Brain cancer is hard. Every patient’s cancer is slightly different, unlike tumors in other parts of the body. If a tumor returns after surgery, it may be different yet. Any single drug is unlikely to be effective for all patients. In addition, the brain is designed to keep bad stuff out. This blood-brain barrier, however, can also keep live-saving drugs from reaching a tumor.

How do we get around around these difficult realities?

When you donate, you support Barrow’s new approach to brain tumor research: the Phase 0/2 trial, which tests drugs in as little as four months, with as few as 15 patients, and at a fraction of the conventional cost. It is the largest Phase 0/2 clinical trials program in the world.

In Phase 0, an approach pioneered by Nadar Sanai, MD, the Center’s director of neurosurgical oncology, a patient receives a small dose of an experimental drug a day before surgery. During the operation, doctors collect tumor tissue, blood and spinal fluid, then immediately test the samples to determine if the drug reached the tumor and affected it.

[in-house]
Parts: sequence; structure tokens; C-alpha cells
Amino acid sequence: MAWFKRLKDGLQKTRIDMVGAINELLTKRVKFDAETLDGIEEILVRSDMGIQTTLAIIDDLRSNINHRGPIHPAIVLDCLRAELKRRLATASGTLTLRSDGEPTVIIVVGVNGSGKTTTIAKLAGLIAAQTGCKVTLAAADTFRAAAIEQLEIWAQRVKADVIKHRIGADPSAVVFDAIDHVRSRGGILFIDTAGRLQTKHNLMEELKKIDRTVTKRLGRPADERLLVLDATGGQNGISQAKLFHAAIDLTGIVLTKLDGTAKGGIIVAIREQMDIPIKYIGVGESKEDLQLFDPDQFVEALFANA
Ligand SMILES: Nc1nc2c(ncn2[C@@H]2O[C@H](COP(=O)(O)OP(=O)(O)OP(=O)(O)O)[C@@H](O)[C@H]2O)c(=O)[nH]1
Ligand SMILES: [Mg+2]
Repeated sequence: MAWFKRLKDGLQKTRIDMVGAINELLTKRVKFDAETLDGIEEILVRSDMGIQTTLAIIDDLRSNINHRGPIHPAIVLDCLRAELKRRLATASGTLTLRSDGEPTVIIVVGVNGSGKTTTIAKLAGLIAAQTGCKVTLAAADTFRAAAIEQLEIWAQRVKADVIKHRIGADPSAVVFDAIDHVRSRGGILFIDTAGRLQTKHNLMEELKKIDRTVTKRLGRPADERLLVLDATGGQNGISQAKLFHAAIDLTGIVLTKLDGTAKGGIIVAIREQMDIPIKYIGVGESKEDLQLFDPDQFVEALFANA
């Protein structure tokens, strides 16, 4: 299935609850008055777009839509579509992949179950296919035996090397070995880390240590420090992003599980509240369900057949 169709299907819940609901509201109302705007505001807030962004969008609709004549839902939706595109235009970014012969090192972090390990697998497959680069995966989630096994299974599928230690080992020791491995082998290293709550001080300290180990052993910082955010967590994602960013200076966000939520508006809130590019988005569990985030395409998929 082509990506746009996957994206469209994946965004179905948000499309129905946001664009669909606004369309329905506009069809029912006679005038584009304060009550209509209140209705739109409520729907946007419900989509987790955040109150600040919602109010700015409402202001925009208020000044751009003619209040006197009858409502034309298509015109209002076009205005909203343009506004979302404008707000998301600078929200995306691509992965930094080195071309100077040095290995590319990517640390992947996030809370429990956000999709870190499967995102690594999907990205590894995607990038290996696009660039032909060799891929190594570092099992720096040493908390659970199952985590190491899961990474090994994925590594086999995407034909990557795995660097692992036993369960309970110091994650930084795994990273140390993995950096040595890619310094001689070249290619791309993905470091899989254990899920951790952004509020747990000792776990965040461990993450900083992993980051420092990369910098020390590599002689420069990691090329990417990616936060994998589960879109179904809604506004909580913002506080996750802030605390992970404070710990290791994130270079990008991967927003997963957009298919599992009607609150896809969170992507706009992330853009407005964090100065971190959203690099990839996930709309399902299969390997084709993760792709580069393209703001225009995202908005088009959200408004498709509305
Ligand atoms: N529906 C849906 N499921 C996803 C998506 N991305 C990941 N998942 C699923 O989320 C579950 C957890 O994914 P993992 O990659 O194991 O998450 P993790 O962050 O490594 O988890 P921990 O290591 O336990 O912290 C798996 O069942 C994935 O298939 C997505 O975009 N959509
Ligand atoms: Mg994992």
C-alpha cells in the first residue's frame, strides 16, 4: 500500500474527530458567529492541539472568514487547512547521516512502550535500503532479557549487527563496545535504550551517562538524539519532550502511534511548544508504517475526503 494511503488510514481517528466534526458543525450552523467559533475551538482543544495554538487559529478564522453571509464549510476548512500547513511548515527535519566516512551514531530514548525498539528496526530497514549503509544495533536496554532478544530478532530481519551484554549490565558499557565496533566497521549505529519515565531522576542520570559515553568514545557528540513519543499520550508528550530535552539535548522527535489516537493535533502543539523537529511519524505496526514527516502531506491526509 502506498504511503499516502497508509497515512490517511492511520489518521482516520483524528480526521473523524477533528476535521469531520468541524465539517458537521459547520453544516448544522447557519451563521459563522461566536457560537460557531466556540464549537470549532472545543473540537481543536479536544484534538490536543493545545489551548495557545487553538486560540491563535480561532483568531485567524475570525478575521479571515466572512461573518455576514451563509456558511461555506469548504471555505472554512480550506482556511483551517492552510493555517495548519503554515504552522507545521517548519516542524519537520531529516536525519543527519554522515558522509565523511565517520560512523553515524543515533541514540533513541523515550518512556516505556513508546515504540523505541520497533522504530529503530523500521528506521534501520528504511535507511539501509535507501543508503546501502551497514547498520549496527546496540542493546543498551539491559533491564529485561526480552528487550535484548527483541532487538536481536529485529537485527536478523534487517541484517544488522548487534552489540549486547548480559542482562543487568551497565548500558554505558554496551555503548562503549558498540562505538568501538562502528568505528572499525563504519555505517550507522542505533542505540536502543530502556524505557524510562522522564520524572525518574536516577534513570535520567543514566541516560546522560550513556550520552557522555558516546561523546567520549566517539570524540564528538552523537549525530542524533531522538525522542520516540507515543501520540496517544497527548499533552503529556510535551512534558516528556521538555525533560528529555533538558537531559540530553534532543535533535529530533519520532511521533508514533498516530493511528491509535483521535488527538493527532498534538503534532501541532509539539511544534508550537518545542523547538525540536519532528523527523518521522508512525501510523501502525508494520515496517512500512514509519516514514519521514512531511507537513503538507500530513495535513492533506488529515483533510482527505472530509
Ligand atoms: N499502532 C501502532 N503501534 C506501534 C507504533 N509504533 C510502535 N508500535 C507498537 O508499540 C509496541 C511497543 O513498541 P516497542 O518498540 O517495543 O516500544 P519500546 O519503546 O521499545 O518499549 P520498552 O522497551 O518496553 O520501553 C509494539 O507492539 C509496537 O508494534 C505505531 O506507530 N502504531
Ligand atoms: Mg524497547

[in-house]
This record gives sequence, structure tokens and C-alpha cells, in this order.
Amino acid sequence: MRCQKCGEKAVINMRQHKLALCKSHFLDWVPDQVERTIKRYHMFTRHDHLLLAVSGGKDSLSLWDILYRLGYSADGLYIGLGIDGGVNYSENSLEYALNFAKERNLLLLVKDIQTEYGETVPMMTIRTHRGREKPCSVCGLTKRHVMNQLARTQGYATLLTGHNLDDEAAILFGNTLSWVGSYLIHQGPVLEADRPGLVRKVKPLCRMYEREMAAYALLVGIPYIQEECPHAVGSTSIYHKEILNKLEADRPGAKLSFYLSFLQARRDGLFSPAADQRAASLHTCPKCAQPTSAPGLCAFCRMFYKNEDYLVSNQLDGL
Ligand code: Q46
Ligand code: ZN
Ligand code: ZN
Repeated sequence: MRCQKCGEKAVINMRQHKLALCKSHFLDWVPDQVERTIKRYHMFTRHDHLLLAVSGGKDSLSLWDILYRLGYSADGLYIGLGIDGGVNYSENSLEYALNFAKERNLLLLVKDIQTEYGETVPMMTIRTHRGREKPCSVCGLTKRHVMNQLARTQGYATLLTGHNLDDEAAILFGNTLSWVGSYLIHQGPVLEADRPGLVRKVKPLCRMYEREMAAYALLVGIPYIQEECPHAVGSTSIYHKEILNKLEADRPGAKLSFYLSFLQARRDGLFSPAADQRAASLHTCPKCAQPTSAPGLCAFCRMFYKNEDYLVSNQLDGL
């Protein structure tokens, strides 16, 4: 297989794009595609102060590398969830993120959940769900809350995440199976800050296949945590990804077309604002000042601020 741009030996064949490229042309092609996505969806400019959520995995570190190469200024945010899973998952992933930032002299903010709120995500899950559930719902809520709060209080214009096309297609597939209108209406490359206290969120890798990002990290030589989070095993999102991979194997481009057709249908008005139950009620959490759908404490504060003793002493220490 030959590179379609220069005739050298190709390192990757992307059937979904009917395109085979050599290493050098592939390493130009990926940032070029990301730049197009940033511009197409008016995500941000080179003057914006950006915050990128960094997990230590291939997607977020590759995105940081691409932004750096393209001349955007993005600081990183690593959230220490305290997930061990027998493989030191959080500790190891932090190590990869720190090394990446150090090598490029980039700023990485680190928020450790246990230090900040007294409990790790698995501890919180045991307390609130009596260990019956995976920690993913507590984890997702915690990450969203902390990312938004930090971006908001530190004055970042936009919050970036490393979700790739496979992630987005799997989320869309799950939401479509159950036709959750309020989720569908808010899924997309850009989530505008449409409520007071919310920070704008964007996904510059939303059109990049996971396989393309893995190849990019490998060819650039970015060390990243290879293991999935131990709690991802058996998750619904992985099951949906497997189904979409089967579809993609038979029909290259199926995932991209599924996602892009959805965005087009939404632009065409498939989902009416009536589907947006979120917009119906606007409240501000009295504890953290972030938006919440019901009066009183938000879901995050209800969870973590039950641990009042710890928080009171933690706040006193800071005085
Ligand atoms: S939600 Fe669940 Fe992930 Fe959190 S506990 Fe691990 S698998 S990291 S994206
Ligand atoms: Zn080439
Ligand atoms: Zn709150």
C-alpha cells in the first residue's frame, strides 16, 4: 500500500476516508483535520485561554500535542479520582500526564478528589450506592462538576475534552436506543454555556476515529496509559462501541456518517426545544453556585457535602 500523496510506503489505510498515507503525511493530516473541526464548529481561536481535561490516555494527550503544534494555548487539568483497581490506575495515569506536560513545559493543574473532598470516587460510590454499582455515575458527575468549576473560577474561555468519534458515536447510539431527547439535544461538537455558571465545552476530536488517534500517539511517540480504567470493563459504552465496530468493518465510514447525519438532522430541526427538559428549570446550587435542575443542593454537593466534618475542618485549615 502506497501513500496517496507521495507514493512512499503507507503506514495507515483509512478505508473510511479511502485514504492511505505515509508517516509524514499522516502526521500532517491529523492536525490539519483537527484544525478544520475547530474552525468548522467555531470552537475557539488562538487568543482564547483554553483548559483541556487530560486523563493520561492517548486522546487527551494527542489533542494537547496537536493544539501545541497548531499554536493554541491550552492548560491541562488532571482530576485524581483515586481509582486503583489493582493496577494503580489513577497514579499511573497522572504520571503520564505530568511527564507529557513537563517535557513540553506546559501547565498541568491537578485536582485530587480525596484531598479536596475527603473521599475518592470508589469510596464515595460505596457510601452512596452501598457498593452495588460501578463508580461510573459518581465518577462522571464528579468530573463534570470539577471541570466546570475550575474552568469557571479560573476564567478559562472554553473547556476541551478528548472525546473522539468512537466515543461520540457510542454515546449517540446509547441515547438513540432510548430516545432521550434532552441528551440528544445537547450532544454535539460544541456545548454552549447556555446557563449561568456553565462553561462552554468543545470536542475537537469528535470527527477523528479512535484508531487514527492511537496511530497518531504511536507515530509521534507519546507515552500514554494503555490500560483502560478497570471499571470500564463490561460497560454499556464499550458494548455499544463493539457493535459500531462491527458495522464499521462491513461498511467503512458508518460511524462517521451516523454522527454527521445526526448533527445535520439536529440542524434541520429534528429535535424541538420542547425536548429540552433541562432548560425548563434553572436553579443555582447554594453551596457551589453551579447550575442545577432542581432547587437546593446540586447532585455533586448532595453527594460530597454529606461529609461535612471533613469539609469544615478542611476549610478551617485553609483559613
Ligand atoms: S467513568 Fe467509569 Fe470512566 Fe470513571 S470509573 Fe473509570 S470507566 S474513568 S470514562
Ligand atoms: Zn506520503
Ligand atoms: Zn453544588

If it didn’t, doctors don’t waste the patient’s time trying a drug that won’t work. They move on to other therapies. But if the tests show the drug had an effect, the patient goes directly into the Phase 2 component of the trial and receives a higher daily dose of the experimental drug. This gives the community of people with brain cancer hope of a better chance for success than in standard, extended trials. Learn more by reading the Ivy Center’s FAQs.